Reported On This Day 280 Years Ago (July 14 1739): Gladiators help boy to repel seizure by military press gang

The Belfast News Letter of July 3 1739 (July 14 in the modern calendar)
The Belfast News Letter of July 3 1739 (July 14 in the modern calendar)
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From July 3 1739 News Letter (July 14 in modern calendar):

LONDON, June 23.

On Thursday a press-gang decoy’d a young lad into an Alehouse in Moorfields in order to inlist him; but he escaping the trap, call’d in assistance from the gladiators of the neighbouring amphitheatre, who with their weapons and smart volleys of brick and stones, put them to flight: pitty it is that these methods must be used, whereas constant pay, as in France, &c. and good usage, would at any time bring the navy their complement of men without force or violence.

[Press gangs, which seized men for naval service, were hated. As war with Spain neared, the News Letter often reported on them.

This dramatic report on the attempt to seize the ‘young lad’ then lurches into commentary about how such seizures would not be necessary if pay was appropriate.

It is never clear who makes such commentaries in the newspapers back then, whether it is the News Letter editorial staff, or an English paper, with whom the report is perhaps shared, or the author of the original letter. The letters always have a date that is earlier than the paper publication date. That is the date the letter was sent]

On Tuesday and Wednesday night above 50 persons were taken by the constable of the tower liberty, pursuant to their orders of impress; but on examination yesterday before the justices at the court-house on Tower-hill, 19 of them only were found proper for his majesty’s service, and the rest discharg’d.

We hear that the number of seamen wanted to man his majesty’s ships are 30,000.

[War with Spain was on the verge of being declared]

A great number of fresh hands are taken in at the victualling-office, where they work night and day in getting ready stores for the new commissioned ships of war.

The rulers of the watermen’s company having taken (before the right hon. the lord mayor) the oaths directed for them regarding their impressing, viz. that they shall, neither through favour or affection spare, or through spleen or malice take any man, but with impartiality execute their orders, have now issued their warrants, and are gathering up with all diligence the men demanded of them by the government.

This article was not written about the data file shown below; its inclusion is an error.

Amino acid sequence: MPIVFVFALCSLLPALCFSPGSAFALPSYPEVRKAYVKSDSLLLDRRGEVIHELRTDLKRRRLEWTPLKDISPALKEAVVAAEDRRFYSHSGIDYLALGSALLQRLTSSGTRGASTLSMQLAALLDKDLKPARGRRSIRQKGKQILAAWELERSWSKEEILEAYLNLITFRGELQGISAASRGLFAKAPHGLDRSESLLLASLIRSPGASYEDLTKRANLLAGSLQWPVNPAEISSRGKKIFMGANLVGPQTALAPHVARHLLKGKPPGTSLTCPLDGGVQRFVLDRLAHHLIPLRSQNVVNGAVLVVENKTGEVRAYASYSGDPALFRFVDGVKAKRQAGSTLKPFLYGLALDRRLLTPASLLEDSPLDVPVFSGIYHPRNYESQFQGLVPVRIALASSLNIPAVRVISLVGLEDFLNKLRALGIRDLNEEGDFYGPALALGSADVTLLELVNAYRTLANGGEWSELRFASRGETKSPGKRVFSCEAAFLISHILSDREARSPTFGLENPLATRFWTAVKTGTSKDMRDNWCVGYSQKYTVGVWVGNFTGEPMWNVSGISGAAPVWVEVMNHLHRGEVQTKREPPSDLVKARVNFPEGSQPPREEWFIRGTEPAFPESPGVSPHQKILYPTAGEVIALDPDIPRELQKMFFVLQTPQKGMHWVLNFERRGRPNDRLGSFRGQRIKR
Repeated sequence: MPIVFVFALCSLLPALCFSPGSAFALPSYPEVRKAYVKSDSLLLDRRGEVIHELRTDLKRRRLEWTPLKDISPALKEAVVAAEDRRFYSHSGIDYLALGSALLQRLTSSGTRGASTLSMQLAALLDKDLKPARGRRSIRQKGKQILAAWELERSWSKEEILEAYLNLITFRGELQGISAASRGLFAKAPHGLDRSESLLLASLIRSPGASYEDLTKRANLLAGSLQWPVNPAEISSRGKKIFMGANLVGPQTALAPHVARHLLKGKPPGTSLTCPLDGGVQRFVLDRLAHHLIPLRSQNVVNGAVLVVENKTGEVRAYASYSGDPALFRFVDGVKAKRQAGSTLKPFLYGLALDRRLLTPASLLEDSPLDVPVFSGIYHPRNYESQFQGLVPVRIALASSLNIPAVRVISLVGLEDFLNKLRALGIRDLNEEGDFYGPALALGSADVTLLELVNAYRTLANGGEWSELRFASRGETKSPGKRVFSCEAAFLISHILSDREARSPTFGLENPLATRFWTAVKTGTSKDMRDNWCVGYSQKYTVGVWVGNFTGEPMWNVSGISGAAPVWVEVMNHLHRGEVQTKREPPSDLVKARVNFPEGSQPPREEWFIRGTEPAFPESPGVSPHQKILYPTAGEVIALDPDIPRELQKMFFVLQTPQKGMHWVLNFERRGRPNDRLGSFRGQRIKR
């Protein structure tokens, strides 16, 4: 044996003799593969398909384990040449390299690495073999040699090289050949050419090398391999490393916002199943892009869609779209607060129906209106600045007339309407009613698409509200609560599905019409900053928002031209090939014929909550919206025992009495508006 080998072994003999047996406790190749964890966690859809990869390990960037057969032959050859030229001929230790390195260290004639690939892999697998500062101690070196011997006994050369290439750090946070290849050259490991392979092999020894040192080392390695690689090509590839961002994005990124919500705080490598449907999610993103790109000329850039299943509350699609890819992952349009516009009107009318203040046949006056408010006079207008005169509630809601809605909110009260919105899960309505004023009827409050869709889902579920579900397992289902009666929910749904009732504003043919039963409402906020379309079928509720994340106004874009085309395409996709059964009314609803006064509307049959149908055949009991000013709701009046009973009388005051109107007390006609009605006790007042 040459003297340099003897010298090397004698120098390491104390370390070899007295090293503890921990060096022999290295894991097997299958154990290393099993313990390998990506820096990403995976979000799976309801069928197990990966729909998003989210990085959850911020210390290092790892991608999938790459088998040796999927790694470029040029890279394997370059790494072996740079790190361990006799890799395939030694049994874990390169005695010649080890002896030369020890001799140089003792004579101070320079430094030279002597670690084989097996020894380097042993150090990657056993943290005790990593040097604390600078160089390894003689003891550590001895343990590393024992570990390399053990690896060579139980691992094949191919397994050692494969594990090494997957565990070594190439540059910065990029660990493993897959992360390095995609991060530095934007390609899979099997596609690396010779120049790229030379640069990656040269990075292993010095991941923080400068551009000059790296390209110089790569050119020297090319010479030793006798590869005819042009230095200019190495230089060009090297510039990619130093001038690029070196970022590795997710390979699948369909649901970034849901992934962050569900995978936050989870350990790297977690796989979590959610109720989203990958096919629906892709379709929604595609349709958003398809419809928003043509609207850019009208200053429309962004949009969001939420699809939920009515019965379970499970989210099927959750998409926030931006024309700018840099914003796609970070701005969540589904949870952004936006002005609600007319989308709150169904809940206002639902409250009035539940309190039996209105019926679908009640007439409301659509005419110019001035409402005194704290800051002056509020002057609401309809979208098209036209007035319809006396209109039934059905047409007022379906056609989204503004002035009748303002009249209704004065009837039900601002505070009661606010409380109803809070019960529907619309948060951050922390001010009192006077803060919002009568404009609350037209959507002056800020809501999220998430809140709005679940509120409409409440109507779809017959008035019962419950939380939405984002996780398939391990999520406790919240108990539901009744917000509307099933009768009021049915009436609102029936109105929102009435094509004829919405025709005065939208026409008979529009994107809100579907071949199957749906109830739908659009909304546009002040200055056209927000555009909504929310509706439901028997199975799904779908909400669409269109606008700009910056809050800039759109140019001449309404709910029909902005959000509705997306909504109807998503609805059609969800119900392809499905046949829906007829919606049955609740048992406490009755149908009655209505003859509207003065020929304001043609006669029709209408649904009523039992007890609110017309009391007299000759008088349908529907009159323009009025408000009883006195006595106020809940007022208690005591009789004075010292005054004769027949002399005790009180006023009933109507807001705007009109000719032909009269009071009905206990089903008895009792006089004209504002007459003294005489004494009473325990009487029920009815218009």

Fifteen officers of the first, ten of the second, and the like number of the third regiment of foot-guards, properly attended with serjeants, corporals, and drums, are ordered out for raising recruits with all expedition.

We hear that orders have been given to the guards not to be absent from their quarters, but to be ready at a minute’s warning.

On Thursday and yesterday a stock-jobbing report was spread about the Exchange, that admiral Haddock was killed by a chain-shot in an engagement with some Spanish ships, and that several were sunk on both sides, which occasioned the stocks to fall 20 per cent. –––– But this must be false, because the Spaniards have but 10 ships in all the West Indies.

What was mentioned in the papers relating to Mr. Whitefield’s death is groundless, he having advertised to preach on Black-heath tomorrow.

We are assur’d, by letters from London, that the Jane and Draper, capt. Hamilton, was safely arrived there [from Belfast] having had four of her hands impress’d at Plymouth, and that the vessel with linen cloth from Dublin was not arrived, when those letters came away.

Letters from Virginia import, that several bushels of English gold and silver coins of queen Elizabeth, king James, and king Charles the 1st. were found in a house, at Williamsburg, formerly inhabited by col. Bridgar, being first discovered by a negro. It was thought to have been concealed there in the time of the baron’s rebellion. [The reference to the ‘rebellion’ probably means the 1640s English civil war during the early decades of the American colonies. Phone 028 9089 7713 or email if you know more]

RUSSIA. Petersburg, June 6.

We had a report a few days ago that a body of 10,000 Swedes had appear’d before Wybourgh in Finland; but we have just received positive advice that they have not yet made any movements on that side, and it is even thought that the Swedish court will not undertake any thing this year: however this does not hinder us from taking all the necessary precautions to be ready against any event. [Russia was in a major war with the Ottomans but some Swedes wanted to regain territory lost in a war that ended on 1721, potentially leading to two wars and two fronts]

They advise from Dantzick of the 12th inst. That great preparations are making at Petersburg for a vigorous defence, in case of an attack from the Swedes.

It has been resolved, that on the first advices of any hostilities, count Lacy shall embark on board the gallies, with 20,000 men, and endeavour to make strong diversion in some provinces of Sweden,

That count Munich shall command in Finland, where are army of 50,000 regular troops is to be formed.

That 20,000 men shall be drawn from the Ukraine, which in six weeks time may reach the neighbourhood of Petersburg; and that these troops shall be reinforced by 10,000 men from the garrisons.

We hear, that the fortress of Wyburg in Finland, is plentifully provided with all necessaries for a vigorous defence.